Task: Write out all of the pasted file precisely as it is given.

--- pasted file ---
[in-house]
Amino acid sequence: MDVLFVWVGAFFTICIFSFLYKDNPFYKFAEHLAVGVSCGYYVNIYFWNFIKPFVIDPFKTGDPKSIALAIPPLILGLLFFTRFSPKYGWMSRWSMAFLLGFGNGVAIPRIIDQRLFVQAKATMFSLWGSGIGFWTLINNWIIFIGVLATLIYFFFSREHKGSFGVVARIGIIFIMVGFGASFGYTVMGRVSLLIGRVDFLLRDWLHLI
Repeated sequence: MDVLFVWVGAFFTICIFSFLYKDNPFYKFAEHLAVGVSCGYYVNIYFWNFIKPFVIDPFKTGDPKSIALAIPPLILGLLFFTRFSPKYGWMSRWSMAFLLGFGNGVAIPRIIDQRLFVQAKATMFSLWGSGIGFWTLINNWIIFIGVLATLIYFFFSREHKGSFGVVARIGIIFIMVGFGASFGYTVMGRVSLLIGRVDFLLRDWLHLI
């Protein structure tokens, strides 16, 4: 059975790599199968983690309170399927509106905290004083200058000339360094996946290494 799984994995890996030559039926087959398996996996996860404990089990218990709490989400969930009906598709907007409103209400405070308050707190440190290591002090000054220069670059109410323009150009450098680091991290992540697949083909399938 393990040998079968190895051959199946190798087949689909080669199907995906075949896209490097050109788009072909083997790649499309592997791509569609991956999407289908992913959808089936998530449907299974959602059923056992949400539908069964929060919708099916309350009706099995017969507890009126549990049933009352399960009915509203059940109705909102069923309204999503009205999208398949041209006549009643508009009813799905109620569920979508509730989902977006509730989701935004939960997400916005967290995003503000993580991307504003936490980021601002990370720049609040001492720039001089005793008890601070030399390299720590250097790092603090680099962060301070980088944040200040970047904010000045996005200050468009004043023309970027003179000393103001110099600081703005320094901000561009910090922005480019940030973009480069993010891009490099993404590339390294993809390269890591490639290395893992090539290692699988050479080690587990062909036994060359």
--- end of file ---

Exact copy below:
[in-house]
Amino acid sequence: MDVLFVWVGAFFTICIFSFLYKDNPFYKFAEHLAVGVSCGYYVNIYFWNFIKPFVIDPFKTGDPKSIALAIPPLILGLLFFTRFSPKYGWMSRWSMAFLLGFGNGVAIPRIIDQRLFVQAKATMFSLWGSGIGFWTLINNWIIFIGVLATLIYFFFSREHKGSFGVVARIGIIFIMVGFGASFGYTVMGRVSLLIGRVDFLLRDWLHLI
Repeated sequence: MDVLFVWVGAFFTICIFSFLYKDNPFYKFAEHLAVGVSCGYYVNIYFWNFIKPFVIDPFKTGDPKSIALAIPPLILGLLFFTRFSPKYGWMSRWSMAFLLGFGNGVAIPRIIDQRLFVQAKATMFSLWGSGIGFWTLINNWIIFIGVLATLIYFFFSREHKGSFGVVARIGIIFIMVGFGASFGYTVMGRVSLLIGRVDFLLRDWLHLI
């Protein structure tokens, strides 16, 4: 059975790599199968983690309170399927509106905290004083200058000339360094996946290494 799984994995890996030559039926087959398996996996996860404990089990218990709490989400969930009906598709907007409103209400405070308050707190440190290591002090000054220069670059109410323009150009450098680091991290992540697949083909399938 393990040998079968190895051959199946190798087949689909080669199907995906075949896209490097050109788009072909083997790649499309592997791509569609991956999407289908992913959808089936998530449907299974959602059923056992949400539908069964929060919708099916309350009706099995017969507890009126549990049933009352399960009915509203059940109705909102069923309204999503009205999208398949041209006549009643508009009813799905109620569920979508509730989902977006509730989701935004939960997400916005967290995003503000993580991307504003936490980021601002990370720049609040001492720039001089005793008890601070030399390299720590250097790092603090680099962060301070980088944040200040970047904010000045996005200050468009004043023309970027003179000393103001110099600081703005320094901000561009910090922005480019940030973009480069993010891009490099993404590339390294993809390269890591490639290395893992090539290692699988050479080690587990062909036994060359």